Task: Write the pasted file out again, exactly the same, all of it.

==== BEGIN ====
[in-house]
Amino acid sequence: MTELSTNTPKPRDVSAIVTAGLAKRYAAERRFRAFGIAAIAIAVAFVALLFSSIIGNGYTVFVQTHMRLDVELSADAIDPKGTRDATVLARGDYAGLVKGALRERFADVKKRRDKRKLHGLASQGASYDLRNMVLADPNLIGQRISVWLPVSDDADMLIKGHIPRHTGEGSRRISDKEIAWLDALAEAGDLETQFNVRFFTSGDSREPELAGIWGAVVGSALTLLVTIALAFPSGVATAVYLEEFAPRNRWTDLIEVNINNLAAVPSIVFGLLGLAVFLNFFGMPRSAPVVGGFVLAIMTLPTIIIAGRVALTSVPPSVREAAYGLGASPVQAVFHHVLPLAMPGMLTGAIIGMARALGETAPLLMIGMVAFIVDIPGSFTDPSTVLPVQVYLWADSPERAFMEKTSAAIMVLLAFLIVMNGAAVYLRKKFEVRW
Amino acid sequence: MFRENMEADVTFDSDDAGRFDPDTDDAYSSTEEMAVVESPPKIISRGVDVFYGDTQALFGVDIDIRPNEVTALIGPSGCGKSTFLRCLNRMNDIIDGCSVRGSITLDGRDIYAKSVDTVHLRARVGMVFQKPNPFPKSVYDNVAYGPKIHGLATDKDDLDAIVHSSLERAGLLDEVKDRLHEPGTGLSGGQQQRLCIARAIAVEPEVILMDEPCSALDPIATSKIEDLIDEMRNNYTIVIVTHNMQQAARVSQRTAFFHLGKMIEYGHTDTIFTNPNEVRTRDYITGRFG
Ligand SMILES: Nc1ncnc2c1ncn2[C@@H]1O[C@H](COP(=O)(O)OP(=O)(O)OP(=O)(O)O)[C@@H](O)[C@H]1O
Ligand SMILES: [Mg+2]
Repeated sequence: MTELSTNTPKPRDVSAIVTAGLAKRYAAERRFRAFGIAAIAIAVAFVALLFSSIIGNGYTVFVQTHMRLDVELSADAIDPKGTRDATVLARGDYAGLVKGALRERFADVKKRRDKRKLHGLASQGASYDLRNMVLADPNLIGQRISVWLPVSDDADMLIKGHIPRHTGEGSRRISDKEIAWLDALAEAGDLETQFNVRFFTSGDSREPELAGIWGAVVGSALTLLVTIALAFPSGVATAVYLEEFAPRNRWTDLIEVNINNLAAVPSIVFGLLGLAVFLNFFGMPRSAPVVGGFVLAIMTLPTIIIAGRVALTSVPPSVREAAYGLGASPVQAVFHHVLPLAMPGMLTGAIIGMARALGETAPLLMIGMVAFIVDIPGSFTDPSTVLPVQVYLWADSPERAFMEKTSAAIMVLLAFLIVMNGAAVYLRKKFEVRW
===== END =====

[in-house]
Amino acid sequence: MTELSTNTPKPRDVSAIVTAGLAKRYAAERRFRAFGIAAIAIAVAFVALLFSSIIGNGYTVFVQTHMRLDVELSADAIDPKGTRDATVLARGDYAGLVKGALRERFADVKKRRDKRKLHGLASQGASYDLRNMVLADPNLIGQRISVWLPVSDDADMLIKGHIPRHTGEGSRRISDKEIAWLDALAEAGDLETQFNVRFFTSGDSREPELAGIWGAVVGSALTLLVTIALAFPSGVATAVYLEEFAPRNRWTDLIEVNINNLAAVPSIVFGLLGLAVFLNFFGMPRSAPVVGGFVLAIMTLPTIIIAGRVALTSVPPSVREAAYGLGASPVQAVFHHVLPLAMPGMLTGAIIGMARALGETAPLLMIGMVAFIVDIPGSFTDPSTVLPVQVYLWADSPERAFMEKTSAAIMVLLAFLIVMNGAAVYLRKKFEVRW
Amino acid sequence: MFRENMEADVTFDSDDAGRFDPDTDDAYSSTEEMAVVESPPKIISRGVDVFYGDTQALFGVDIDIRPNEVTALIGPSGCGKSTFLRCLNRMNDIIDGCSVRGSITLDGRDIYAKSVDTVHLRARVGMVFQKPNPFPKSVYDNVAYGPKIHGLATDKDDLDAIVHSSLERAGLLDEVKDRLHEPGTGLSGGQQQRLCIARAIAVEPEVILMDEPCSALDPIATSKIEDLIDEMRNNYTIVIVTHNMQQAARVSQRTAFFHLGKMIEYGHTDTIFTNPNEVRTRDYITGRFG
Ligand SMILES: Nc1ncnc2c1ncn2[C@@H]1O[C@H](COP(=O)(O)OP(=O)(O)OP(=O)(O)O)[C@@H](O)[C@H]1O
Ligand SMILES: [Mg+2]
Repeated sequence: MTELSTNTPKPRDVSAIVTAGLAKRYAAERRFRAFGIAAIAIAVAFVALLFSSIIGNGYTVFVQTHMRLDVELSADAIDPKGTRDATVLARGDYAGLVKGALRERFADVKKRRDKRKLHGLASQGASYDLRNMVLADPNLIGQRISVWLPVSDDADMLIKGHIPRHTGEGSRRISDKEIAWLDALAEAGDLETQFNVRFFTSGDSREPELAGIWGAVVGSALTLLVTIALAFPSGVATAVYLEEFAPRNRWTDLIEVNINNLAAVPSIVFGLLGLAVFLNFFGMPRSAPVVGGFVLAIMTLPTIIIAGRVALTSVPPSVREAAYGLGASPVQAVFHHVLPLAMPGMLTGAIIGMARALGETAPLLMIGMVAFIVDIPGSFTDPSTVLPVQVYLWADSPERAFMEKTSAAIMVLLAFLIVMNGAAVYLRKKFEVRW